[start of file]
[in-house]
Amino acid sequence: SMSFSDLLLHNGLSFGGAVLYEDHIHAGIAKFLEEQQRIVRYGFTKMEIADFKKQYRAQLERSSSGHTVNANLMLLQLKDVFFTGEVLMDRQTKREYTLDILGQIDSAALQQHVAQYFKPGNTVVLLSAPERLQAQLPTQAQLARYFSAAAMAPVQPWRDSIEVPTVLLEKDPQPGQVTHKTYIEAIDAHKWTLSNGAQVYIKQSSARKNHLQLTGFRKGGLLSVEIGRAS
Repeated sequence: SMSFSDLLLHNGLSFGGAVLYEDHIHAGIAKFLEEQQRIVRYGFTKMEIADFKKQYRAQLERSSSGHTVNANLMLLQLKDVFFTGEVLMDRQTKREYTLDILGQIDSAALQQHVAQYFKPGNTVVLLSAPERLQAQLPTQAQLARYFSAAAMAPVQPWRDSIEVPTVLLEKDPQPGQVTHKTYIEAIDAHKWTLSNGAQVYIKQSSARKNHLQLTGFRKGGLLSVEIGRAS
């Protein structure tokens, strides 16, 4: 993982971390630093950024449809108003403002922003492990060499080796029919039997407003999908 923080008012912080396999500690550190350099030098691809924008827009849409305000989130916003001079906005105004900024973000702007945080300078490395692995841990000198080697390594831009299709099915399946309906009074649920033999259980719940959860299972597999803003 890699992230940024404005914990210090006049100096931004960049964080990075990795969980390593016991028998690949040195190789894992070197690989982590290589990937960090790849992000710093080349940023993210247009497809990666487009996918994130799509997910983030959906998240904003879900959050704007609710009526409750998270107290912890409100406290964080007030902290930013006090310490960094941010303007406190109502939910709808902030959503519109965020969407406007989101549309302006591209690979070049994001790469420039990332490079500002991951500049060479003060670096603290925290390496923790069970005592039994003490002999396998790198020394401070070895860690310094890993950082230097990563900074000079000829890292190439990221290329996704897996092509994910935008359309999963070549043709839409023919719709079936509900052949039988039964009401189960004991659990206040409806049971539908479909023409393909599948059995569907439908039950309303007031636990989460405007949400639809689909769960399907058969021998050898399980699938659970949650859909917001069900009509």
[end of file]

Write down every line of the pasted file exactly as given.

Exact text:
[in-house]
Amino acid sequence: SMSFSDLLLHNGLSFGGAVLYEDHIHAGIAKFLEEQQRIVRYGFTKMEIADFKKQYRAQLERSSSGHTVNANLMLLQLKDVFFTGEVLMDRQTKREYTLDILGQIDSAALQQHVAQYFKPGNTVVLLSAPERLQAQLPTQAQLARYFSAAAMAPVQPWRDSIEVPTVLLEKDPQPGQVTHKTYIEAIDAHKWTLSNGAQVYIKQSSARKNHLQLTGFRKGGLLSVEIGRAS
Repeated sequence: SMSFSDLLLHNGLSFGGAVLYEDHIHAGIAKFLEEQQRIVRYGFTKMEIADFKKQYRAQLERSSSGHTVNANLMLLQLKDVFFTGEVLMDRQTKREYTLDILGQIDSAALQQHVAQYFKPGNTVVLLSAPERLQAQLPTQAQLARYFSAAAMAPVQPWRDSIEVPTVLLEKDPQPGQVTHKTYIEAIDAHKWTLSNGAQVYIKQSSARKNHLQLTGFRKGGLLSVEIGRAS
């Protein structure tokens, strides 16, 4: 993982971390630093950024449809108003403002922003492990060499080796029919039997407003999908 923080008012912080396999500690550190350099030098691809924008827009849409305000989130916003001079906005105004900024973000702007945080300078490395692995841990000198080697390594831009299709099915399946309906009074649920033999259980719940959860299972597999803003 890699992230940024404005914990210090006049100096931004960049964080990075990795969980390593016991028998690949040195190789894992070197690989982590290589990937960090790849992000710093080349940023993210247009497809990666487009996918994130799509997910983030959906998240904003879900959050704007609710009526409750998270107290912890409100406290964080007030902290930013006090310490960094941010303007406190109502939910709808902030959503519109965020969407406007989101549309302006591209690979070049994001790469420039990332490079500002991951500049060479003060670096603290925290390496923790069970005592039994003490002999396998790198020394401070070895860690310094890993950082230097990563900074000079000829890292190439990221290329996704897996092509994910935008359309999963070549043709839409023919719709079936509900052949039988039964009401189960004991659990206040409806049971539908479909023409393909599948059995569907439908039950309303007031636990989460405007949400639809689909769960399907058969021998050898399980699938659970949650859909917001069900009509």